Submitted by Shawna Weaver

CSS Instructor Runs Superior Hiking Trail

Abigail Blonigen
ablonigen@css.edu

The Superior Hiking Trail is a 310 mile long journey that runs from Otter Lake Road, close to Canada, to Jay Cooke State Park, just south of Duluth. The trail is along the Lake Superior shoreline and can be as treacherous as it is beautiful. This summer, Dignitas instructor and psychology professor Shawna Weaver decided she wanted to run the Superior Hiking Trail. In just ten days.

Due to trail conditions and weather, Weaver was able to complete between 275 and 280 miles in nine days, averaging over a marathon each day. She missed some portions of it, which she had run on her own previously. What would compel someone to want to do such a thing?

“Every year in the Dignitas class I teach, the students do a semester long 40 hour service project,” Weaver explained. “The intention is for them to design it themselves, to find a need in the community that matches something they’re passionate about.”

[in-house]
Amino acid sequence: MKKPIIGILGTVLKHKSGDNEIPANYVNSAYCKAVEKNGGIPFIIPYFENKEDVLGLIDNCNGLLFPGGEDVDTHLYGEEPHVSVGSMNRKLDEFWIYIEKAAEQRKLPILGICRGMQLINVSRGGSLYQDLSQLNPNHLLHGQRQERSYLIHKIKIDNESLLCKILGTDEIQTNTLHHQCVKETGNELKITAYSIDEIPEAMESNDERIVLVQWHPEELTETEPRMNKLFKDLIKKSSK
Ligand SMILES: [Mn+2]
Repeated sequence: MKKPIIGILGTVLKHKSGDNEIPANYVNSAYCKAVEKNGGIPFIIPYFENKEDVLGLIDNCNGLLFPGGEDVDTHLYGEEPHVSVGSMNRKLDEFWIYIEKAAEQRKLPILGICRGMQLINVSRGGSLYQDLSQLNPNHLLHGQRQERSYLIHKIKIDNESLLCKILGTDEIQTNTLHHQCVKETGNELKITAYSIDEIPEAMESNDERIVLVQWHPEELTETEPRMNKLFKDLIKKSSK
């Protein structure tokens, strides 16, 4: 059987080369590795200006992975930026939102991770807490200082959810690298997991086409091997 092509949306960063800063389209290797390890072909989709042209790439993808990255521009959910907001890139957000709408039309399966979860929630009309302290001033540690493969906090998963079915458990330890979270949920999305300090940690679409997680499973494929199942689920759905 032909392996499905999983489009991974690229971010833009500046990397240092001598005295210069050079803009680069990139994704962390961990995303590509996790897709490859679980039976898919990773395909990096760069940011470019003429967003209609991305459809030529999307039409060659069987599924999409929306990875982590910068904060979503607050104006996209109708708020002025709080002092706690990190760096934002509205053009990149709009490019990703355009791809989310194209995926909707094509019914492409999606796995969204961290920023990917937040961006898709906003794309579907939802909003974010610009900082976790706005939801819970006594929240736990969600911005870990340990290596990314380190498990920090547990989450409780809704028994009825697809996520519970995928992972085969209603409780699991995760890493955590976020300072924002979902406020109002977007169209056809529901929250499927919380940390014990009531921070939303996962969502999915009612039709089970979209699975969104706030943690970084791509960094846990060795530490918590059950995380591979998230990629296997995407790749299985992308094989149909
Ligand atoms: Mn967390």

One of Weaver’s students sparked her crazy idea when they asked what she would do for this project.

“I wanted to combine things I’m really interested in with something to challenge myself, and that I can use to give back to the community,” she said.

Weaver then met with friends and colleagues, and her idea slowly started to come to life.

“We talked about how one way people raise awareness for issues is to do something like this adventure that I wanted to do,” said Weaver. “My goal became to interview people along the way. I ended up interviewing about twenty community leaders on the North Shore who met me on the trail and talked about their involvement with the trail, the area, the state parks, our economy, and our culture.”

She wants to share their stories through her story.

One of these connections Weaver found was Renee Burns, a Masters of Social Work student at St. Scholastica. Burns and Weaver met at St. Scholastica because they had both attended Prescott College in Arizona.

“Somebody mentioned to me that there was a woman in the community who graduated from the same school that we graduated from in Arizona, so I sought her out,” said Burns. “She and I started talking, just over coffee, and we had all these things in common. She told me about the project that she was doing, and I said, ‘How can I be helpful?’”